Blood vessel invasion and axillary lymph node involvement as prognostic indicators for human breast cancer

Authors

  • Ray A. Weigand PhD,

    Corresponding author
    1. Experimental Pathology Laboratory, Department of Biology, Michigan Cancer Foundation, Detroit, Michigan
    • Ray A. Weigand, PhD, Department of Pathology, Michigan Cancer Foundation, 110 E. Warren Avenue, Detroit, MI 48201
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  • William M. Isenberg BS,

    1. Experimental Pathology Laboratory, Department of Biology, Michigan Cancer Foundation, Detroit, Michigan
    Current affiliation:
    1. Department of Pathology, Harper Hospital, Detroit, MI 48201
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  • Jose Russo MD,

    1. Experimental Pathology Laboratory, Department of Biology, Michigan Cancer Foundation, Detroit, Michigan
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  • Michael J. Brennan MD,

    1. Experimental Pathology Laboratory, Department of Biology, Michigan Cancer Foundation, Detroit, Michigan
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  • Marvin A. Rich PhD

    1. Experimental Pathology Laboratory, Department of Biology, Michigan Cancer Foundation, Detroit, Michigan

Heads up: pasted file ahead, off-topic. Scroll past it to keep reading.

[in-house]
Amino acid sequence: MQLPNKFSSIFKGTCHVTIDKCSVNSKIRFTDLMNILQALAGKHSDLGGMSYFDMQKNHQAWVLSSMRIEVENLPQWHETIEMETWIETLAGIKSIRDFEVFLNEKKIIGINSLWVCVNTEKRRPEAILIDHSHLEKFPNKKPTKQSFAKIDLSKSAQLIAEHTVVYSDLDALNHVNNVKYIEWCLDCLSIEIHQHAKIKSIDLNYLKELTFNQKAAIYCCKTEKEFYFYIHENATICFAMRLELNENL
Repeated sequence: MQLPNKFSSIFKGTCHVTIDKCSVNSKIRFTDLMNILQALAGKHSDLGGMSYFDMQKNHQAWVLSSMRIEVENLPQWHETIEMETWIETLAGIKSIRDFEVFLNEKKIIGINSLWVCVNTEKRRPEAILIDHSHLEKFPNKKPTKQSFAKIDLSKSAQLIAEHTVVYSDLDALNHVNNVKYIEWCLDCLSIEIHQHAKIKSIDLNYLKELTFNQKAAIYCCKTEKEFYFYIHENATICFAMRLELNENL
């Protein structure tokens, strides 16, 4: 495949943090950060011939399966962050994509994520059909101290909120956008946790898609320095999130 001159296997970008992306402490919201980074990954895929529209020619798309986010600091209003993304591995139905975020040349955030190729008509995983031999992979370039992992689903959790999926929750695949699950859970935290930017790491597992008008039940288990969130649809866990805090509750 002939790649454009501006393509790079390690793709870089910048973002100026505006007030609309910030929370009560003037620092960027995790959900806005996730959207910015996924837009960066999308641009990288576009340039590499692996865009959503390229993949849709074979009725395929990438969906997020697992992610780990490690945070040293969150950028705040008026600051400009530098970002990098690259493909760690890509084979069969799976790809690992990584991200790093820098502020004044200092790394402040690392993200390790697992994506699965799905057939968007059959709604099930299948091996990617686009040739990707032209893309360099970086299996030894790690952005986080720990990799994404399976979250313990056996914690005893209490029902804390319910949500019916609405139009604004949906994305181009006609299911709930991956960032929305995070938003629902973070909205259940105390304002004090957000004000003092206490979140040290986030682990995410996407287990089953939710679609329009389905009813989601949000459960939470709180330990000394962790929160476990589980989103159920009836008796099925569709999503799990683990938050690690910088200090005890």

Current affiliation:
    1. AMC Cancer Research Center and Hospital, Lakewood, CO 80214
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Abstract

Blood vessel invasion and axillary lymph node involvement were examined in 175 breast cancer patients. The incidence of blood vessel invasion was 35%. The presence of blood vessel invasion was highly associated with early disease recurrence. The association of poor prognosis with blood vessel invasion was independent of clinical stage, menopausal status, node status, tumor size, or postsurgical treatment. Those patients with blood vessel invasion and two or more positive nodes were at extremely high risk for early recurrence (70% recurrence by two years compared with 15% recurrence in the remainder of the patients). Thus, blood vessel invasion is a useful indicator of early recurrence in patients with primary breast cancer and, in combination with node status, is a prognostic indicator with high discriminatory power.

Ancillary